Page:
Santa Margarida de Sagàs
is an abandoned rural chapel
in the town of Sagàs
, dating at least from the 10th century.
Santa Margarida is located on a wooded hillside bordered by cultivated fields in the rural municipality of Sagàs
. It is located in between the Carretera de Sagàs a la Quar
(highway BV-4346) and the Carretera vella de Sant Maurici
, two roads which branch off from highway C-154 going east from the town of Gironella.
It can either be accesed via a small footpath which branches off to the east from the Carretera vella de Sant Maurici
roughly a kilometer from its beginning, or by hiking roughly a kilometer to the northwest from the church of Sant Andreu de Sagàs. Santa Margarida can be found on many detailed maps of the area.
The oldest surviving record of the chapel is from the year 988, when Count Borrell and the Bishop of Urgell
agreed to exchange a significant amount of land for certain churches. Santa Margarida seems to have been part of the deal, though it was considered to be dependent on the nearby church of Sant Andreu de Sagàs.
It seems that Santa Margarida has always been a simple rural chapel dependent on other churches, and has never been an independent church in its own right.
Santa Margarida is a small stone chapel consisting of a single (roughly) rectangular nave covered in a vaulted stone roof. The inside of the church is plastered, but the floor is made of dirt and strewn with uneven flagstones, though holes at the base of the wall seem to indicate that at some point, the chapel had a raised wooden floor. At one end of the church sits a large block of stone that serves as the altar.
Though many features of the chapel are romanesque in style, including the arched doorway and vaulted roof, the elements original to the structure, including the narrow windows, the altar, and the construction of the walls are characteristic of the pre-romanesque style of architecture.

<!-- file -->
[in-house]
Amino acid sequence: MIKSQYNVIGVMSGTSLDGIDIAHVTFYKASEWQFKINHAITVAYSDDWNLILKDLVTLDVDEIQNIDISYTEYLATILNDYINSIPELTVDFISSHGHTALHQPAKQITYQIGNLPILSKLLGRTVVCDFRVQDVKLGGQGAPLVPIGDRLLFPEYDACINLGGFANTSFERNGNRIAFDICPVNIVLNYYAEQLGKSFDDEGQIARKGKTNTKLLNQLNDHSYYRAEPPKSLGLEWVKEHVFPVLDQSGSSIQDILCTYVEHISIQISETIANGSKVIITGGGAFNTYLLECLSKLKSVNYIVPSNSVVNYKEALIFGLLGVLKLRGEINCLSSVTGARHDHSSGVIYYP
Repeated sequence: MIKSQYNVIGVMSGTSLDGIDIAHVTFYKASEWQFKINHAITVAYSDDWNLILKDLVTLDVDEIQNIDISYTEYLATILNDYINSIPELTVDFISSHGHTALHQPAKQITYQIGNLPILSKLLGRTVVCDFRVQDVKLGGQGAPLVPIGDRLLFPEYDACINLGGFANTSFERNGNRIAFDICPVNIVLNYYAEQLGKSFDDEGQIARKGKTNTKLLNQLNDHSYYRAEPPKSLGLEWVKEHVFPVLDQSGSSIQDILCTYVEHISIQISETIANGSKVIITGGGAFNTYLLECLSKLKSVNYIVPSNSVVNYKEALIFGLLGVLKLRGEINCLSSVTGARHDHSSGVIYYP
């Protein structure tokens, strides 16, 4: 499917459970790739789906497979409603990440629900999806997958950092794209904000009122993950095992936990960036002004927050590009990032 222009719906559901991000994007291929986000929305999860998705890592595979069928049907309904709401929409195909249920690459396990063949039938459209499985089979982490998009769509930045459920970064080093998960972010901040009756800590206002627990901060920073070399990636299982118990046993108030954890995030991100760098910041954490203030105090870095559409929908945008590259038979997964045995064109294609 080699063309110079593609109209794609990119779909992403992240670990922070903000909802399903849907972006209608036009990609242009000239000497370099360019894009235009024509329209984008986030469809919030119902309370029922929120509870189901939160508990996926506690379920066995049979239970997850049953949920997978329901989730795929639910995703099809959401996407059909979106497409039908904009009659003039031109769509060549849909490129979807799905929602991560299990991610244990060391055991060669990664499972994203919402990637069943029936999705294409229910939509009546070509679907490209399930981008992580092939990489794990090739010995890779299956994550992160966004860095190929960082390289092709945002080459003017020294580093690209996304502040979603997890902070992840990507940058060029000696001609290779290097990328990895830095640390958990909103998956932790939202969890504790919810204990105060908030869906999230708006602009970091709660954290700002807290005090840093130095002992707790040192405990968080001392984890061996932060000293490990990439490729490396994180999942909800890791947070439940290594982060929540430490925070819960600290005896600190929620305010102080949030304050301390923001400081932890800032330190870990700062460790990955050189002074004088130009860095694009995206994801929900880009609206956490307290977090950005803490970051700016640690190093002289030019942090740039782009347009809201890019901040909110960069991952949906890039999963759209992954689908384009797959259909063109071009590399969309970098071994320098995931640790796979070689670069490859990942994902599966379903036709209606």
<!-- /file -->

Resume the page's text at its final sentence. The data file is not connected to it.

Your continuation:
Condition of the Chapel
While Santa Margarida is in fairly good condition considering its age and remote location, the current owners of the chapel have recently allowed it to fall into a lamentable state of disrepair. The barrel-tiles that cover the roof have begun to fall of in one corner of the building, exposing the ceiling to the elements. The wooden door to the chapel is broken, but because a large stone is beginning to fall from the lintel, it can only be opened wide enough for a person to squeeze through. There is also a large hole by the door on the inside of the church, where the stoup (holy water receptacle) was once installed; the broken stoup lies on the floor with several other stones pulled from the wall.
•Catalunya Romànica. Vol. XII El Berguedà.
Enciclopèdia Catalana. Barcelona, 1985.